© Reuters. FILE PHOTO: A tug boat pushes an oil barge through New York Harbor near the Statue of Liberty in New York City, US, May 24, 2022. Reuters / Brendan McDiarmid

by Jesslyn Lerah

SINGAPORE (Reuters) – Oil was nearly steady on Thursday as a surprise drop in stockpiles offset a smaller-than-expected cut in Russian supplies, while investors closely watched developments on Iraqi Kurdistan oil exports.

Futures fell 5 cents, or 0.1%, to $78.23 a barrel by 0630 GMT, while West Texas Intermediate crude rose 12 cents, or 0.2%, to $73.09 a barrel.

Company statements show producers have shut or reduced output at several oil fields in northern Iraq’s semi-autonomous Kurdistan region after a northern export pipeline was halted.

But the Kurdistan-Iraq premium in oil prices may disappear sooner than expected, Citi analysts said on Thursday.

“Changes in Iraq’s domestic politics could lead to a durable political settlement very soon”, Citi said, estimating that pipeline flows could increase by about 200,000 barrels per day (bpd).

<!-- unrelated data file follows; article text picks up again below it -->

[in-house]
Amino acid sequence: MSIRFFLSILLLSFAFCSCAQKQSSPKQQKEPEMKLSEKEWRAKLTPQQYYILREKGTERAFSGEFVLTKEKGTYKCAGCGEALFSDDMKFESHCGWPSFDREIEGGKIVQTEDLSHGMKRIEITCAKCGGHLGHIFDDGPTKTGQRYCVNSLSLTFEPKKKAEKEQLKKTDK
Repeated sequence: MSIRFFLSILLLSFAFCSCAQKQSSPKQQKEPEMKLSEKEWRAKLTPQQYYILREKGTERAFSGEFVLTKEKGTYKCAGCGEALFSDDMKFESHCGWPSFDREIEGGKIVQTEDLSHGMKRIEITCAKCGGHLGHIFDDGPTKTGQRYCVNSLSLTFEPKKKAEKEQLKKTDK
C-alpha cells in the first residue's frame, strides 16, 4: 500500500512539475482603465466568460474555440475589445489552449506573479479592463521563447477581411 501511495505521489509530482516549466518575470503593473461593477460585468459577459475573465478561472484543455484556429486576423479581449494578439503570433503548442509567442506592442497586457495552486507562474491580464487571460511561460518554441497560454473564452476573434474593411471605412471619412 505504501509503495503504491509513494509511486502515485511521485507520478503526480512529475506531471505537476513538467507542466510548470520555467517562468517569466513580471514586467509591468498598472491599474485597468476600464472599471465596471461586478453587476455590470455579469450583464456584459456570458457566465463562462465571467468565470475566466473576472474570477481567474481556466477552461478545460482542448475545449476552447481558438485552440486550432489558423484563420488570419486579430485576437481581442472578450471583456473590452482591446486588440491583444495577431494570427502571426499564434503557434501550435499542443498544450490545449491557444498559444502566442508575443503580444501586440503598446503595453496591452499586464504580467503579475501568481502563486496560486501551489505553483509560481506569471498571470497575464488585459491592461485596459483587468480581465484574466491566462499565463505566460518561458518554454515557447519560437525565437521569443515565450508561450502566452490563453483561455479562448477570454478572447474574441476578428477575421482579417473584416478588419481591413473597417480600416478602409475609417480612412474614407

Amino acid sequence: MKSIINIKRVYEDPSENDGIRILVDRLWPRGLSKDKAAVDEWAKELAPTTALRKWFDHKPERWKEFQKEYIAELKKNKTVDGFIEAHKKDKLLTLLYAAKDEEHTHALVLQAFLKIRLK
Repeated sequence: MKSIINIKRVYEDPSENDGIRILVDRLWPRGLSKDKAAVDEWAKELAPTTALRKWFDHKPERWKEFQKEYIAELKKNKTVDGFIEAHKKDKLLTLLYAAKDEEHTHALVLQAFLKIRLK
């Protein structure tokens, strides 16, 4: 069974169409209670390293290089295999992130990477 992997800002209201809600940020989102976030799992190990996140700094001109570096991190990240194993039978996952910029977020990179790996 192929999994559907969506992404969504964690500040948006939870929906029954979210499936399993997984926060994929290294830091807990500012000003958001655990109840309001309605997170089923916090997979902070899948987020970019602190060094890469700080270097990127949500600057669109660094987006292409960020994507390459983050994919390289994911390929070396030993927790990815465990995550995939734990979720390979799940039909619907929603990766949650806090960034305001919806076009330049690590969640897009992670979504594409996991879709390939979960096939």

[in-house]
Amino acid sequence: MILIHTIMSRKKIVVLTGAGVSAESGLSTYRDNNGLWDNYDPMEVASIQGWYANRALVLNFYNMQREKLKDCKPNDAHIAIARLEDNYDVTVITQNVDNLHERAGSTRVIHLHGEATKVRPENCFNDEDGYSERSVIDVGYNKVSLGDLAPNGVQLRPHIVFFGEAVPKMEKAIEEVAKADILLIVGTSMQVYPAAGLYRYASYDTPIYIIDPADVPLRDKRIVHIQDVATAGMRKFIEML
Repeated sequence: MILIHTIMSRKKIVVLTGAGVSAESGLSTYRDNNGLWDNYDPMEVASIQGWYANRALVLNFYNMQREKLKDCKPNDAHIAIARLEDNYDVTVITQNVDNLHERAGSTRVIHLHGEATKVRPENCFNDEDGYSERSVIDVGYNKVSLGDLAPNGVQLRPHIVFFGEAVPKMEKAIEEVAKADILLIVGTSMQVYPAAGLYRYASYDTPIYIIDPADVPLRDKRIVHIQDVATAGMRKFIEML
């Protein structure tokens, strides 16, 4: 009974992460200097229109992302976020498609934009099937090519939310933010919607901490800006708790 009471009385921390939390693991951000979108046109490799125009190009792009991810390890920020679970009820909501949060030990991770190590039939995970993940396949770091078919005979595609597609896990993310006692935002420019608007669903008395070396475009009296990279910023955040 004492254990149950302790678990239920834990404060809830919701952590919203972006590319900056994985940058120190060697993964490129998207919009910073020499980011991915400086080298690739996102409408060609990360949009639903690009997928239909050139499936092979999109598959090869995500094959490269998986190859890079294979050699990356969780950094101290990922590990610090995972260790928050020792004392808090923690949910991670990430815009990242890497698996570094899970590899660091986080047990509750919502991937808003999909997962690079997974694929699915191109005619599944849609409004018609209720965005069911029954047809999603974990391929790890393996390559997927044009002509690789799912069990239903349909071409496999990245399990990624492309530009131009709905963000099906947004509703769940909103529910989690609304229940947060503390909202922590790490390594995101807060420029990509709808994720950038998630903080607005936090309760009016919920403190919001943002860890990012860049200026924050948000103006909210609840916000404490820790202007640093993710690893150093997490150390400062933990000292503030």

Meanwhile, an unexpected drop in US crude stockpiles weighed on prices, with imports falling to a two-year low, according to the US Energy Information Administration.

Crude stockpiles fell 7.5 million barrels to 473.7 million barrels in the week ended March 24, while analysts’ expectations in a Reuters poll were for a rise of 100,000 barrels.

However, gasoline stocks fell 2.9 million barrels to 226.7 million barrels, compared with analysts’ expectation of a decline of 1.6 million barrels.

“Seasonal strength in demand is expected to propel (oil) prices above current levels by the end of the second quarter,” said analysts at National Australia Bank (OTC: ) .

Oil prices softened slightly on Thursday, but remained within the trading band seen since the beginning of 2023, analysts said.

Meanwhile, a below-target cut in Russian crude output fueled supply concerns.

Russian crude output fell by nearly 300,000 bpd in the first three weeks of March, well short of a targeted cut of 500,000 bpd, sources familiar with the data told Reuters.

Source: www.investing.com